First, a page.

Courtney Mirabella soon will find herself in some rarified air, up there with Manatee hall of fame football coach Joe Kinnan and others whose athletic achievements have become local folklore.
The softball pitching phenomenon will become the second female athlete from Manatee County to have her number retired and the first from a public school during a ceremony Aug. 31st at the Braden River football team's home opener.
She joins Kinnan, basketball stalwarts Wilmore Fowler (Palmetto) and Jessica Magley (Bradenton Christian), and Paul Mardis Jr., a former Palmetto football player who made the supreme sacrifice when he lost his life in Iraq.
That's a handful of some pretty select company. Mirabella's No. 3 will be encased and hang in the hallway in the Braden River gym above the trophy case.
"We had a meeting and the administration at the school was 100 percent behind doing it," Braden River athletic director Bob Bowling said. "She set a standard that will be hard for anyone to break. She is an exemplary person and does an excellent job in the classroom."
Mirabella was pleasantly surprised when the school announced its decision last week. The ace righty had no idea she and Kinnan now share a rare accomplishment.
"It's a great honor and puts a cap on everything I've done. It means all the work I put in was worth it," the N.C. State signee said.
Mirabella is believed to be Manatee County's career strikeout leader. Fowler is Palmetto High's career scoring leader, and Magley is the county's female career basketball scoring champ.
Kinnan, who wore No. 65 when he played for the Hurricanes, has won five state football titles. Fowler wore No. 24, Magley 52 and Mardis 54.
Mirabella's number has some personal history to it. Her father Tony wore No. 33 when he played basketball for Manatee High, and her sister Heather was No. 3 when she was Braden River's top basketball player.
"When I was younger, I wore number 13, but switched to 3 when I got older. If I can't get 3 in college, I would like number 7. Three has always been important to me because of who wore it in my family," she said.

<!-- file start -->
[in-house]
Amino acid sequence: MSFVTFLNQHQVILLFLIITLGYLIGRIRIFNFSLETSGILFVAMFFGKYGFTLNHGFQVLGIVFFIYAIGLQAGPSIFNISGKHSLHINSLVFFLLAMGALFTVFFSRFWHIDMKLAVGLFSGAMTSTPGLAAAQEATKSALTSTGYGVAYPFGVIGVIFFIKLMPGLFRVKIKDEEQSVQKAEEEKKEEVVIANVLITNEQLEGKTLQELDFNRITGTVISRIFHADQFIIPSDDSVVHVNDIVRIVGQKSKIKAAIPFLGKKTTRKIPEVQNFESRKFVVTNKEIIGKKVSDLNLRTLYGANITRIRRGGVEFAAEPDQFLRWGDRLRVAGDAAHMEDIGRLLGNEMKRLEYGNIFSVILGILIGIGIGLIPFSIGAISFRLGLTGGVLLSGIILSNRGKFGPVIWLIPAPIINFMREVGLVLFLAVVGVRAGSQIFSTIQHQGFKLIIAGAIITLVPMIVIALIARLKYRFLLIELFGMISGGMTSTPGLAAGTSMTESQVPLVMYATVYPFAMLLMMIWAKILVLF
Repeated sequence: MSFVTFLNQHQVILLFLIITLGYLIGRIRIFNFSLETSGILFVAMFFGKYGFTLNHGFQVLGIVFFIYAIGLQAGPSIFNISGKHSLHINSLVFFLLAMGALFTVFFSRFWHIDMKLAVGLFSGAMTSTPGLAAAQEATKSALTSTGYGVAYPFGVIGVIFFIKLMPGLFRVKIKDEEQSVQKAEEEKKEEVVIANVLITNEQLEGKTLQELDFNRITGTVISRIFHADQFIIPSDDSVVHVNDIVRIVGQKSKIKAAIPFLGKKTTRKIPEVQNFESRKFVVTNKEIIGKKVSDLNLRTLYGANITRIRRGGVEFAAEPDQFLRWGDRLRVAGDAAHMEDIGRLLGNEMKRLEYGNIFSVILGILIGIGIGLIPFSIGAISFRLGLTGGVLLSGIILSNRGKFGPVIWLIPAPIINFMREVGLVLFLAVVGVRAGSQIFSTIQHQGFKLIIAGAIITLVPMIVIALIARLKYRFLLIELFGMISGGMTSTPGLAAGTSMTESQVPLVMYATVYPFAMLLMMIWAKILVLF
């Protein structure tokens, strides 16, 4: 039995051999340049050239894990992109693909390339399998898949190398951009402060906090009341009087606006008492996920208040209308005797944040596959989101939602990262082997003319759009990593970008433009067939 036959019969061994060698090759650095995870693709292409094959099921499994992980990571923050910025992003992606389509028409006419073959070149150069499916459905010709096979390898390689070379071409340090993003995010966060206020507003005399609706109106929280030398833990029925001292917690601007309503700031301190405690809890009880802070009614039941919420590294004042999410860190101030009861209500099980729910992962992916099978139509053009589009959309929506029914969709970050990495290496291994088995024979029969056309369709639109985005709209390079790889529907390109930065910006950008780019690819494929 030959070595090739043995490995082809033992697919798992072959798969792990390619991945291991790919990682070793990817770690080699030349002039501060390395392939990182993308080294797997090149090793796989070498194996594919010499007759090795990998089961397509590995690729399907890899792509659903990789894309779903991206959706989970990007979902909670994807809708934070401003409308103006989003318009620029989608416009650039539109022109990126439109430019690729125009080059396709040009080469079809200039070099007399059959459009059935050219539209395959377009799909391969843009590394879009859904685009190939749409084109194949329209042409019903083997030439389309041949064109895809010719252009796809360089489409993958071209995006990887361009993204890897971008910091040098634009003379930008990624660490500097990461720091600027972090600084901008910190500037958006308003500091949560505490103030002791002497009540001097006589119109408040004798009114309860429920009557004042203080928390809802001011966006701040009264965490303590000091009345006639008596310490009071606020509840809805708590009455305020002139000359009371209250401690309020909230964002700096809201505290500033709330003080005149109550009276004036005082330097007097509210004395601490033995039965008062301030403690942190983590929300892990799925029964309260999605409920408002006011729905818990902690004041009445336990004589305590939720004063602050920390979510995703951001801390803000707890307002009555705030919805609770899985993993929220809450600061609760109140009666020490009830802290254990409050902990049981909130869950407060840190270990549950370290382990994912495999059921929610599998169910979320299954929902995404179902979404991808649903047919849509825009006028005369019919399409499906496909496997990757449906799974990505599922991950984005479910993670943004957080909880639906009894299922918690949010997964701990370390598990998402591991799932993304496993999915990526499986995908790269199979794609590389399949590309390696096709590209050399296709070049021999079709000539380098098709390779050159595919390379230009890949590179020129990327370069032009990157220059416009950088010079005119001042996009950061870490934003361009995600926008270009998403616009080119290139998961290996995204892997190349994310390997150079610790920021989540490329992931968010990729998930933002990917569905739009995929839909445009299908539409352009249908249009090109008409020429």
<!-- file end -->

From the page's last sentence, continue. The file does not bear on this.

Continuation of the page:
Despite their rich football traditions, Southeast has never retired a player's number, and Kinnan is the only Manatee High grad to receive the honor.
"Everyone wants to be the first," says Paul Maechtle, Southeast's longtime head football coach.
If Southeast ever decides to retire a player's number, most would argue for Peter Warrick, though you could make a good case for Adrian McPherson, the only person in state history to be named Mr. Football and Mr. Basketball.
Manatee might be a little harder to figure.
Tommie Frazier and Willie Taggart gained their fame in college. Henry Lawrence only played one year for the Canes, earned his fame in the NFL and prefers to be considered a Lincoln High alumnus.
The Canes' Shevin Wiggins, Manatee County's career rushing leader with an astonishing 4,451 yards, deserves consideration. And let's not ignore Manatee quarterback Cord Sandberg, but allow him to go through the five-year obligatory waiting period that is common in these situations.
The leading candidate at Bayshore would have to be John Garvin, who amassed 3,709 career rushing yards though some might want to push for Fabian Washington. It's early for young Lakewood Ranch, but Rocky Schwartz and kicker Gary Cismesia are strong candidates.
We cannot forget the Lincoln High era.
Standing at the top of the list is Ray Bellamy, who broke the color barrier for major college football in the South and is in the University of Miami Hall of Fame.
Lincoln grads argue passionately that Eugene Hart was the best to ever tote a ball for a Manatee County prep team. Eddie Shannon, his hall of fame coach, claims he rushed for more than 6,000 yards, though there are no official records.
The other great Lincoln High athletes whose names have been enshrined in the school annals are basketball greats Waite Bellamy, Neil "Chip" Nelson and Marvin Clemons.
Alan Dell, Herald sports writer, can be reached at 941-745-7080, ext. 2112. Follow him on Twitter at @ADellSports.